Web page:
SINGAPORE - After a four-year fight and a string of unsuccessful bids to challenge his death sentence for drug trafficking, Yong Vui Kong was finally spared the gallows.
The High Court on Thursday re-sentenced the Malaysian, who was 19 when he was arrested six years ago, to life imprisonment and 15 strokes of the cane.
This followed changes to the law this year which give judges the discretion to impose life terms and caning, instead of the previously mandatory death penalty, for drug couriers who help the authorities in a substantive way.
Yong was certified to have substantively assisted in disrupting drug-trafficking activities. Now, 25, he is the first convicted drug offender awaiting capital punishment to be spared the noose under the new law.
On Thursday, Justice Choo Han Teck said he was satisfied that the requirements of the amended law applied to Yong and that he only acted as a courier.
The thinly-built man, who has been in prison since his arrest in 2007, was solemn yesterday as he received his new sentence in a packed courtoom.
Yong's life sentence was backdated to the day he was charged in June 2007. A life sentence in Singapore lasts for a person's natural life, but he is eligible for a review of his sentence after he serves 20 years in jail.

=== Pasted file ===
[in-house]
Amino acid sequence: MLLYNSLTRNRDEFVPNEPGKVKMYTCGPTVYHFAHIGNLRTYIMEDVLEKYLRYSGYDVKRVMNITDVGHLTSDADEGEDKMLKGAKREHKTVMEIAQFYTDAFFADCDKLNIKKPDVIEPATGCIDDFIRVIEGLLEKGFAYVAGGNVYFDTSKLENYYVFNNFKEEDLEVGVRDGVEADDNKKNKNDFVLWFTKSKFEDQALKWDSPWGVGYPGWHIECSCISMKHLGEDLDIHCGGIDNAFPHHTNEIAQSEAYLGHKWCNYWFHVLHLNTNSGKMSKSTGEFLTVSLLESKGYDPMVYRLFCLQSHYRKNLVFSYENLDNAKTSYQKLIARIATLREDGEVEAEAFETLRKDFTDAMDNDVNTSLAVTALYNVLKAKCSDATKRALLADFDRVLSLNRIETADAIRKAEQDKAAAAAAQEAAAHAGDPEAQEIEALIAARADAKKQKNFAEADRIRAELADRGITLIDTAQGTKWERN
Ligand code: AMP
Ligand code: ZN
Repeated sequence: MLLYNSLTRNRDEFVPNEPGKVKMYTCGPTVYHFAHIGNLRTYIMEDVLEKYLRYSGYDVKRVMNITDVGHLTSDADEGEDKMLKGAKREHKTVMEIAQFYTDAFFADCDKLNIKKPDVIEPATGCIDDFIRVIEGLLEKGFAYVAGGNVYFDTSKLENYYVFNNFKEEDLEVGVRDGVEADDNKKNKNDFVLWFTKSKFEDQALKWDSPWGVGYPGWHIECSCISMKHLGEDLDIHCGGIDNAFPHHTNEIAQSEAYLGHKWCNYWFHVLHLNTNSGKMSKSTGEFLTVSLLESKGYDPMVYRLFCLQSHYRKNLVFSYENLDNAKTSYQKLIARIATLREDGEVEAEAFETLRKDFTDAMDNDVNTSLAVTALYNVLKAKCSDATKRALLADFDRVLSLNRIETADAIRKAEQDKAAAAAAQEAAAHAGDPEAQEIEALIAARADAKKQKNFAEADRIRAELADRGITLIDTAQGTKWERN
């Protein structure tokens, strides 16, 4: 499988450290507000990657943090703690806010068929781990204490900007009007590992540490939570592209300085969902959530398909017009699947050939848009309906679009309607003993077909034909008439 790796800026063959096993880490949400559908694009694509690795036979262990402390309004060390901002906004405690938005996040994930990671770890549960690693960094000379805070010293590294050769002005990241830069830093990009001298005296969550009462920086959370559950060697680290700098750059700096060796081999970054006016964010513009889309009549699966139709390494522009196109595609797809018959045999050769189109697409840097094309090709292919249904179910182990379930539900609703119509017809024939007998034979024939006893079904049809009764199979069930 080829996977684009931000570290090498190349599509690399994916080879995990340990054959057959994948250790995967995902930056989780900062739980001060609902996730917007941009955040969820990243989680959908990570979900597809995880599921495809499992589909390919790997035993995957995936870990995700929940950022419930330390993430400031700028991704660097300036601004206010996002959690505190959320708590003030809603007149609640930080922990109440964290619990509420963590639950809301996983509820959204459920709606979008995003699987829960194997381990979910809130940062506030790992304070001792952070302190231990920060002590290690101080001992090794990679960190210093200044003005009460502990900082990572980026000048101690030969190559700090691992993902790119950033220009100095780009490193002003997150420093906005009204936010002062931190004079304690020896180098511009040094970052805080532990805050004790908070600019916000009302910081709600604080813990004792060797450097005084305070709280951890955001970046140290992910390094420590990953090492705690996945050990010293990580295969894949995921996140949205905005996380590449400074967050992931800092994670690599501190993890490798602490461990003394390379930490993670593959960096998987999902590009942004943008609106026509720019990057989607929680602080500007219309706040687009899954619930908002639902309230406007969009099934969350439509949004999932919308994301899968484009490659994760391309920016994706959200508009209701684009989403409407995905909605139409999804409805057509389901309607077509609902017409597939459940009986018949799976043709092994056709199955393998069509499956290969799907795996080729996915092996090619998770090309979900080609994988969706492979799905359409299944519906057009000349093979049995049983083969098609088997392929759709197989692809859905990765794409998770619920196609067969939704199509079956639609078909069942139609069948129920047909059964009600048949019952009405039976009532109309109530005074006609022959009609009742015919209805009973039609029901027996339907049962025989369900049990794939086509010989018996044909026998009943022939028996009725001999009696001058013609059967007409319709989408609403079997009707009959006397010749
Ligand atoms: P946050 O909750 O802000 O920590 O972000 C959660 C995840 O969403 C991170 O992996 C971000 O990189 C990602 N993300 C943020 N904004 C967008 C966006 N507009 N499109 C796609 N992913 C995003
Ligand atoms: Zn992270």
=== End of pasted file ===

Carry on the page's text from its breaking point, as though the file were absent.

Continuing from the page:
His case had attracted the attention of human rights activists and was widely reported by the media here and in Malaysia. His family and supporters, including a Member of Parliament from his home state of Sabah, had also presented a petition for clemency to the President bearing more than 100,000 signatures.
It took a dramatic twist in 2009 when lawyer M. Ravi - four days before Yong was due to be hanged - filed an eleventh-hour motion to revive the appeal that Yong had dropped.
Mr Ravi's subsequent attempts in court to overturn the death sentence eventually failed, but as a result of the numerous challenges, Yong lived to see changes in the law that spared him a date with the hangman.